Ali Fazeli Monfared Iranian gay man beheaded in honor killing after family disowns son after being granted exemption from serving military.
Ali Fazeli Monfared, who lived in Ahvaz, was reportedly killed after his relatives found out he had been exempted from serving in the military due to his sexual orientation, according to 6Rang, the Iranian Lesbian and Transgender Network.
Fazeli Monfared had applied for the status so that he could leave the country and go to Turkey to live with his close friend, Aghil Bayat, NBC News reported.
But when he received his exemption card in the mail, one of his family members found it, according to 6Rang.
Several male relatives then allegedly took Fazeli Monfared to a rural village near Ahvaz and executed him on May 4, a 6Rang executive told NBC News.
Le 5 mai 2021, Ali Fazeli Monfared, iranien de 20 ans, a été retrouvé décapité.
Il a été tué par son demi-frère et ses cousins qui ont découvert son homosexualité après avoir ouvert l’enveloppe contenant sa carte d’exemption du service militaire.🧐 pic.twitter.com/brrKm3wPb6
— M. Tout le monde (@Walkinglife007) May 12, 2021
Homosexuality as a mental illness
The exemption cards are issued through the Islamic Revolutionary Guard Corps. Alireza received one by indicating that he was gay, which is permissible under Paragraph 5, Article 7 of the military exemption laws according to 6Rang. The statute deems exemption because homosexuality is deemed as a ‘mental illness’.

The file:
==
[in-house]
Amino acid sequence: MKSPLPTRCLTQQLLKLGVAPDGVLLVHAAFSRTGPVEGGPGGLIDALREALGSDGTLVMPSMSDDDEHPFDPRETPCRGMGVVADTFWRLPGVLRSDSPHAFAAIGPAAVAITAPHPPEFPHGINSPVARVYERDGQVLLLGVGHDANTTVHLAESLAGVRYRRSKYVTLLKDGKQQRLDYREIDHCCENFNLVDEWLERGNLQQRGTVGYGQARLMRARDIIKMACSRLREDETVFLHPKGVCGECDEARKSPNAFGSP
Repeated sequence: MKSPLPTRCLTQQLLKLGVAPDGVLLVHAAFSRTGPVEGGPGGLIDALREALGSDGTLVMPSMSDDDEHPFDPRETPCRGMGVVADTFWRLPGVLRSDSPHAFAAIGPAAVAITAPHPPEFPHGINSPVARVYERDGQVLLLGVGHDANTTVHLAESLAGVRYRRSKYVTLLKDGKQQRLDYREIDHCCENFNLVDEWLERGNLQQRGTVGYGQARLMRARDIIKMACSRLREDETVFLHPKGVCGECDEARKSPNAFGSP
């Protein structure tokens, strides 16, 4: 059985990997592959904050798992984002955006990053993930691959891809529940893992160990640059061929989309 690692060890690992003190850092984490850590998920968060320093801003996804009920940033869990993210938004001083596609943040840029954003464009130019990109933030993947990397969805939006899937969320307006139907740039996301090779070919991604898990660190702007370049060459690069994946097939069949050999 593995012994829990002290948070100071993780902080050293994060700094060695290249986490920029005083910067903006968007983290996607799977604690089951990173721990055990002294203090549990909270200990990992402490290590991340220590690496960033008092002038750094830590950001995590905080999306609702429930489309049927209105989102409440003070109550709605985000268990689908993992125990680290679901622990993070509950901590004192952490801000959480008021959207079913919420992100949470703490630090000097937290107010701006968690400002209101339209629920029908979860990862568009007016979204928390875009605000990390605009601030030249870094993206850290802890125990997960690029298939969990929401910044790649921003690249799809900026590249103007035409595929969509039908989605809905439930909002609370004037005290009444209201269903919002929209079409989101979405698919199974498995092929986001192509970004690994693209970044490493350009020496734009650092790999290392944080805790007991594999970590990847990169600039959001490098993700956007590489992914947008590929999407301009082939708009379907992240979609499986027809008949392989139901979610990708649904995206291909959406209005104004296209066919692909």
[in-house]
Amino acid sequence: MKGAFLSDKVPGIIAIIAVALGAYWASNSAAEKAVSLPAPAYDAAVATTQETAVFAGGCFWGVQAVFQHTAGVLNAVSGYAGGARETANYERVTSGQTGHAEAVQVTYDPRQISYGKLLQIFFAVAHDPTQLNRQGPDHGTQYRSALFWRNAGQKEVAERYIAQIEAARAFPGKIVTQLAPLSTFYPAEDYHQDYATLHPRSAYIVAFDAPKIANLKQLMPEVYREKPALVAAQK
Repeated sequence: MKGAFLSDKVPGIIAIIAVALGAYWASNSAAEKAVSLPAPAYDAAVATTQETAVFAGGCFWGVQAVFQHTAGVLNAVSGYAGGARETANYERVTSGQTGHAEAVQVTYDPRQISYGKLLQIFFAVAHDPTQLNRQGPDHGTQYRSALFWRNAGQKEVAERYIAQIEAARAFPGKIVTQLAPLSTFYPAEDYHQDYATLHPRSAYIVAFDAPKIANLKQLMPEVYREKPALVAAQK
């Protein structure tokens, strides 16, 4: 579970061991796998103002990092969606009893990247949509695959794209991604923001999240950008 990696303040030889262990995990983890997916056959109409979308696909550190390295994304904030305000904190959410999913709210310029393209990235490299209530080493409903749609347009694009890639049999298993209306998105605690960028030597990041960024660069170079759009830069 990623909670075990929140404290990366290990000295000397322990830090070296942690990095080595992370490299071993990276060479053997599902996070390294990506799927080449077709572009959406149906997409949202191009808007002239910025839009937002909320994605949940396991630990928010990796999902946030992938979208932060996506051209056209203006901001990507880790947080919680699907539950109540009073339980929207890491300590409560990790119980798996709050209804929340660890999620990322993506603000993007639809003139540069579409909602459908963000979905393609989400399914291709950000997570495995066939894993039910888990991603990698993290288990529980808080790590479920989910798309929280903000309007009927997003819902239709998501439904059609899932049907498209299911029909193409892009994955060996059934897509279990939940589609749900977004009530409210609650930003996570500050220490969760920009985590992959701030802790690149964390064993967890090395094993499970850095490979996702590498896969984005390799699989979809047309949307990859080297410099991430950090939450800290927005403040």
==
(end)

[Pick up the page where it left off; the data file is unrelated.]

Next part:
‘We think that because of his gender expression and his behaviors, they knew that he is homosexual, but it was proof that shows he wants to leave the country, and he is a gay man,’ executive director Shadi Amin told the news outlet.
‘We are trying to use this story to challenge the Iranian government … to remove this paragraph [in the exemption law] and the reason on the exemption cards.’
Criminalization of homosexuality
Homosexuality is criminalized in Iran and same-sex sexual acts are punishable by death.
Posted a supporter of the victim on social media, ‘Cultural attitudes in society towards homosexuality are a literal life or death problem. What compounds the problem is when the laws of a state do not provide any protection.’
Iran is one of an estimated 11 countries where same-sex sexual acts are punishable by death, according to the International Lesbian, Gay, Bisexual, Trans and Intersex Association, and one of almost 70 countries where it is criminalized, according to Human Rights Watch, an international human rights group based in New York. In Iran, punishments for homosexual conduct range from 31 to 100 lashes to death, according to Human Rights Watch.
All three male family members associated with the murder have since been arrested and charged with first degree murder. The victim’s mother has since been hospitalized as she continues to remain in a state of shock.